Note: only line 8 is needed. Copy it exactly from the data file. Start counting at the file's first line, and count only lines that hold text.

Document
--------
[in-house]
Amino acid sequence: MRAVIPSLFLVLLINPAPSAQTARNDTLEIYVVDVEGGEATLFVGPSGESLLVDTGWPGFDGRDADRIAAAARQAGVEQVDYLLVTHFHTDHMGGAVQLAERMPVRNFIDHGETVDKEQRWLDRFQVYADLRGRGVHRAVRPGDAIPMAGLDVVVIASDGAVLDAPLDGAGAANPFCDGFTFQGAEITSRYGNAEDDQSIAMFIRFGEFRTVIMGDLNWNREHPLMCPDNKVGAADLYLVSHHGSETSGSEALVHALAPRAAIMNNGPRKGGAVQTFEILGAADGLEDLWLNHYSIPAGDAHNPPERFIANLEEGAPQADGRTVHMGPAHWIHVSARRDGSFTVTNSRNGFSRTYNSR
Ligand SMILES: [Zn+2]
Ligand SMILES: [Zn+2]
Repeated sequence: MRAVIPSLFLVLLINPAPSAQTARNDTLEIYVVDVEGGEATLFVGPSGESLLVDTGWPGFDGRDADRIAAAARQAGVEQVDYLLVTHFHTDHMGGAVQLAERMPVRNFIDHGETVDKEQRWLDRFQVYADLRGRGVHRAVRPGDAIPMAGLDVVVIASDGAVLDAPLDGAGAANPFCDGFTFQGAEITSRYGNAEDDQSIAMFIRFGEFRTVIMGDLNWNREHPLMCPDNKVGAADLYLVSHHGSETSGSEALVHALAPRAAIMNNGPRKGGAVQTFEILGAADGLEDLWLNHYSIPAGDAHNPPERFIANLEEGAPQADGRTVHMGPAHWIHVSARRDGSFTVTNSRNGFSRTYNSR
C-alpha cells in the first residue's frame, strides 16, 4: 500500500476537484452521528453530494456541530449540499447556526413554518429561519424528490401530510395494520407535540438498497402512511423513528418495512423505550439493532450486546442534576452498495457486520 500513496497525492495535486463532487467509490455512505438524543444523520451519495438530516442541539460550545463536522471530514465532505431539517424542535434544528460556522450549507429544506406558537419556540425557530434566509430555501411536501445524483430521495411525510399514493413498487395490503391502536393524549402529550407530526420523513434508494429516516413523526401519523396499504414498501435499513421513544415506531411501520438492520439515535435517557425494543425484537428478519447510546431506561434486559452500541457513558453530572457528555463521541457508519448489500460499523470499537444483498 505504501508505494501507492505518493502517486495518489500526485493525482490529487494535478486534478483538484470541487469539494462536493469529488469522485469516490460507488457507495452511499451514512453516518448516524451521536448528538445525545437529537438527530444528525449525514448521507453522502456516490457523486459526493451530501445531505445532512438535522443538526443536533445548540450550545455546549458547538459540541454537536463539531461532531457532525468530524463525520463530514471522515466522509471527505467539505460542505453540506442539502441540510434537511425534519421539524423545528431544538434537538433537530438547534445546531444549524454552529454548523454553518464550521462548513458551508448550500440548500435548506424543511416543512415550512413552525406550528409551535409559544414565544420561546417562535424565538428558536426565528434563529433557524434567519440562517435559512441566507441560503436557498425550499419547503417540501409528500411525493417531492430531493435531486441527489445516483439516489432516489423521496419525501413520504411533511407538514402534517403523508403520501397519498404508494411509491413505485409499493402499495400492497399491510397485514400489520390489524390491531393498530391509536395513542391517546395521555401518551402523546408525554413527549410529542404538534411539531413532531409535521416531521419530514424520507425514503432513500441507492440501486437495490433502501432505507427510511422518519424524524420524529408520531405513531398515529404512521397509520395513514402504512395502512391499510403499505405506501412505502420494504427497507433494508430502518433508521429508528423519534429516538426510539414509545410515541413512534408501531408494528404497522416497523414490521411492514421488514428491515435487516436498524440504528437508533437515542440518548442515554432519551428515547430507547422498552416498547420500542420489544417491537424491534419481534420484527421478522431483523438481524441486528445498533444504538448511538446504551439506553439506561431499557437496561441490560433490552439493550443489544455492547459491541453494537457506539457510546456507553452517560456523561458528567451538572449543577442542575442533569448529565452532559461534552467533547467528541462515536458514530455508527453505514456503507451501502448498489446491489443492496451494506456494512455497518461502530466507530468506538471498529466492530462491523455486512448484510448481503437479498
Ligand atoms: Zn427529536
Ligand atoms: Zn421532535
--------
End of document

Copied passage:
Ligand atoms: Zn421532535